Being an entrepreneur, business leader, or corporate manager is never easy. Business landscapes are not static. They have become fluid and frequently have complex cause-and-effect ripples across all industries and sectors. Workforce management is increasingly structured to improve the efficiency of talent acquisition and employee retention policies.
With the global economy being sensitive to any number of variables, the COVID-19 pandemic was something very few disaster management policies accounted for. This highlights a huge gap in the estimations and expectations of business continuity and the scope of the variables they account for. In other words, most businesses were caught unawares, and with no formal policy to deal with this situation.
COVID-19 Forcing Changes in Workplace Policies
The scale of the COVID-19 pandemic triggered a series of domino-like collapses across countries all over the world. Unemployment rates in 2020 were an economist’s nightmare. Business models that had been functional for decades suddenly became incompatible with the pandemic-forced situation.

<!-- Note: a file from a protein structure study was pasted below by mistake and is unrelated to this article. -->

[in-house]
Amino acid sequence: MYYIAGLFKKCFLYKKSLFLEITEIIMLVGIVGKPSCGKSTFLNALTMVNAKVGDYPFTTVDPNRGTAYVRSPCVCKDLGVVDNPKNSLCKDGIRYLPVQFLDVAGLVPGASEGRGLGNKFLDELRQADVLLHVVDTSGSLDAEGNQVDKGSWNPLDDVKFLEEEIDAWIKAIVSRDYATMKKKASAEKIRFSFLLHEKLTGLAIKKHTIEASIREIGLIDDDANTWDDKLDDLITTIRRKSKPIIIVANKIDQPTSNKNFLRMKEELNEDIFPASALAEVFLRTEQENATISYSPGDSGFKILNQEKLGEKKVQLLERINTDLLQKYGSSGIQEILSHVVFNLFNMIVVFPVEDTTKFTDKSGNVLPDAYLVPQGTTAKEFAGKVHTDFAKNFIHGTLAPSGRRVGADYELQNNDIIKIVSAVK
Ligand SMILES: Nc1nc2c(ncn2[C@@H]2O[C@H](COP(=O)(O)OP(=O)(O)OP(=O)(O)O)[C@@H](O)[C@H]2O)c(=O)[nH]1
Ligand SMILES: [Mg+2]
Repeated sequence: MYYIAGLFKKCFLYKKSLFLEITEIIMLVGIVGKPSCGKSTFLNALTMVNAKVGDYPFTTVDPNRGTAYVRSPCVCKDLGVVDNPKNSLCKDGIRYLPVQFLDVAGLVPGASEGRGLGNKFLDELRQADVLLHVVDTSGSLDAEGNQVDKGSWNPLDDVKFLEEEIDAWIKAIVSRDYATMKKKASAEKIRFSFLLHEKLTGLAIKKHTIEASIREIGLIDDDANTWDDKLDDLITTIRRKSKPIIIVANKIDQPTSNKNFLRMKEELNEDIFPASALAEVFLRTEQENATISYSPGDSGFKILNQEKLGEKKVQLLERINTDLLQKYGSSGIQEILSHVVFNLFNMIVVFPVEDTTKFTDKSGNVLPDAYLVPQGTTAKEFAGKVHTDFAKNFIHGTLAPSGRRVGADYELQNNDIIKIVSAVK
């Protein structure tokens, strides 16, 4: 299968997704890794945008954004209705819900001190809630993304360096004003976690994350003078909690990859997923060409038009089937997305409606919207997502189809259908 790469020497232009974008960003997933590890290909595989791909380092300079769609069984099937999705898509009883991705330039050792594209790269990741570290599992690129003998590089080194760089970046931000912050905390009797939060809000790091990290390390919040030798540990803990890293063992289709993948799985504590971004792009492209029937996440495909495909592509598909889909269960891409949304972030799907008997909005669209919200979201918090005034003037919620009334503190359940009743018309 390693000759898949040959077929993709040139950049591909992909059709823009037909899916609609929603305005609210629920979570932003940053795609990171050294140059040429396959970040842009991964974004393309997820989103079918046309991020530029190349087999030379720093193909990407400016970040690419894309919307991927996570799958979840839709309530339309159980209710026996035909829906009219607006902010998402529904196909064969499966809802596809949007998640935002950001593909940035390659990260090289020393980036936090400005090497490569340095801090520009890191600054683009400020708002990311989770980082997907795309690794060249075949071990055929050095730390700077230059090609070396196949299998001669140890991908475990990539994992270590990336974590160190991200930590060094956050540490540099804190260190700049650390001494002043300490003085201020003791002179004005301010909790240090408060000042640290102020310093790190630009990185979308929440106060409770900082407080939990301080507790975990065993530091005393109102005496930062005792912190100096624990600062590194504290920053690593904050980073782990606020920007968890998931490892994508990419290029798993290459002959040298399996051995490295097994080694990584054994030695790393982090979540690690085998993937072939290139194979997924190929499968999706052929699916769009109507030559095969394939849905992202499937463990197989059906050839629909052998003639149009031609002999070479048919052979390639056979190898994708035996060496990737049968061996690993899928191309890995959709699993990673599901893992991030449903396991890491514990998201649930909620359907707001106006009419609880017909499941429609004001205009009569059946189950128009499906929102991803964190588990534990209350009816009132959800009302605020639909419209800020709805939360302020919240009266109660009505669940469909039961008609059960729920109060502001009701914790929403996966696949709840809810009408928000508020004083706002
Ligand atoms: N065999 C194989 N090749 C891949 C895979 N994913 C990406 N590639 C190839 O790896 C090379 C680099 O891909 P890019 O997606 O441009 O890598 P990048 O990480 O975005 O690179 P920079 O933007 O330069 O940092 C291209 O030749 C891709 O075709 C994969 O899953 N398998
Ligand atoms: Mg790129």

If it weren’t for existing digital technology and massive internet penetration across the world, many more businesses would have had to file for bankruptcy than the ones that already did. Even so, only the most agile businesses were able to adapt to and even thrive under these changing conditions. Incidentally, many of these were businesses that were able to hammer out bare-bones but functional policies under the new normal.